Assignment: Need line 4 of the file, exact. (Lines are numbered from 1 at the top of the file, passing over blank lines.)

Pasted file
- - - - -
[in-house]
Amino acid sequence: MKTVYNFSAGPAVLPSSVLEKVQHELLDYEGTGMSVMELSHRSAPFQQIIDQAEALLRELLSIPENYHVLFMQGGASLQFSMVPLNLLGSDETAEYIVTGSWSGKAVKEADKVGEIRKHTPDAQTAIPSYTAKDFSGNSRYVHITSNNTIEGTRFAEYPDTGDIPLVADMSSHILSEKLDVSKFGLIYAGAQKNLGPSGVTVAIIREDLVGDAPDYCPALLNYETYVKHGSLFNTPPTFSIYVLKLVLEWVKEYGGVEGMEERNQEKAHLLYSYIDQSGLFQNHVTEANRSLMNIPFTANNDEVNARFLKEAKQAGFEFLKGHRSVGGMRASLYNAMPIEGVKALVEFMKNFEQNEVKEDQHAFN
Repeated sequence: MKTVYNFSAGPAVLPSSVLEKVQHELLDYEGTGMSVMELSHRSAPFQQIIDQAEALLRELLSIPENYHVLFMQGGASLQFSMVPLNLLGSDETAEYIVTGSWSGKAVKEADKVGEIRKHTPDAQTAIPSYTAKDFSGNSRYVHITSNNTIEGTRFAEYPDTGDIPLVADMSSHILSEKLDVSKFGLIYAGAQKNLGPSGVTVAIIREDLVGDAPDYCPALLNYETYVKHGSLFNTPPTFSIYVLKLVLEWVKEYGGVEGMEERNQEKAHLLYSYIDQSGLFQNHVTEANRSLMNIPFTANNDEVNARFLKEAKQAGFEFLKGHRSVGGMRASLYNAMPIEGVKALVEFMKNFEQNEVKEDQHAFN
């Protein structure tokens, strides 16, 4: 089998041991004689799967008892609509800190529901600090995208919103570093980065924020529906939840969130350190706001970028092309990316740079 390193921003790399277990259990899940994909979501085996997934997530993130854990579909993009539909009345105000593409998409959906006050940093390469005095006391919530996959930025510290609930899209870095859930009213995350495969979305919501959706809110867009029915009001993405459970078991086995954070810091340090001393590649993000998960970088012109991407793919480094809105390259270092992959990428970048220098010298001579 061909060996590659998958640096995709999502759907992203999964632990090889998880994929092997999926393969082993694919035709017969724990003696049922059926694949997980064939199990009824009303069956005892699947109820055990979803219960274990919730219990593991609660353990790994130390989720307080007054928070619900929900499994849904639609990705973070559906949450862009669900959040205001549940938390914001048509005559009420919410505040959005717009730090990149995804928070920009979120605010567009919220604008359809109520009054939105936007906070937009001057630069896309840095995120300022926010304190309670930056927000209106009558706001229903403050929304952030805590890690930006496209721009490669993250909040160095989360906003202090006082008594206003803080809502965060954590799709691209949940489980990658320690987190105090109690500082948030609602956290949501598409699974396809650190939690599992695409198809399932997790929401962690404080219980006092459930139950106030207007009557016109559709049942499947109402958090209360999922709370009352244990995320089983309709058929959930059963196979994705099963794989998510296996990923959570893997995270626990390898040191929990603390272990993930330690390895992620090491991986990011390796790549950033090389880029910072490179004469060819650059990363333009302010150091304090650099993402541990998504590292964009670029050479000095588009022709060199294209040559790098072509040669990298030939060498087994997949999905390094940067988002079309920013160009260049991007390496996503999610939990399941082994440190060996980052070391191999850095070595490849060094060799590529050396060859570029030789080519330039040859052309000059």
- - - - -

């Protein structure tokens, strides 16, 4: 089998041991004689799967008892609509800190529901600090995208919103570093980065924020529906939840969130350190706001970028092309990316740079 390193921003790399277990259990899940994909979501085996997934997530993130854990579909993009539909009345105000593409998409959906006050940093390469005095006391919530996959930025510290609930899209870095859930009213995350495969979305919501959706809110867009029915009001993405459970078991086995954070810091340090001393590649993000998960970088012109991407793919480094809105390259270092992959990428970048220098010298001579 061909060996590659998958640096995709999502759907992203999964632990090889998880994929092997999926393969082993694919035709017969724990003696049922059926694949997980064939199990009824009303069956005892699947109820055990979803219960274990919730219990593991609660353990790994130390989720307080007054928070619900929900499994849904639609990705973070559906949450862009669900959040205001549940938390914001048509005559009420919410505040959005717009730090990149995804928070920009979120605010567009919220604008359809109520009054939105936007906070937009001057630069896309840095995120300022926010304190309670930056927000209106009558706001229903403050929304952030805590890690930006496209721009490669993250909040160095989360906003202090006082008594206003803080809502965060954590799709691209949940489980990658320690987190105090109690500082948030609602956290949501598409699974396809650190939690599992695409198809399932997790929401962690404080219980006092459930139950106030207007009557016109559709049942499947109402958090209360999922709370009352244990995320089983309709058929959930059963196979994705099963794989998510296996990923959570893997995270626990390898040191929990603390272990993930330690390895992620090491991986990011390796790549950033090389880029910072490179004469060819650059990363333009302010150091304090650099993402541990998504590292964009670029050479000095588009022709060199294209040559790098072509040669990298030939060498087994997949999905390094940067988002079309920013160009260049991007390496996503999610939990399941082994440190060996980052070391191999850095070595490849060094060799590529050396060859570029030789080519330039040859052309000059």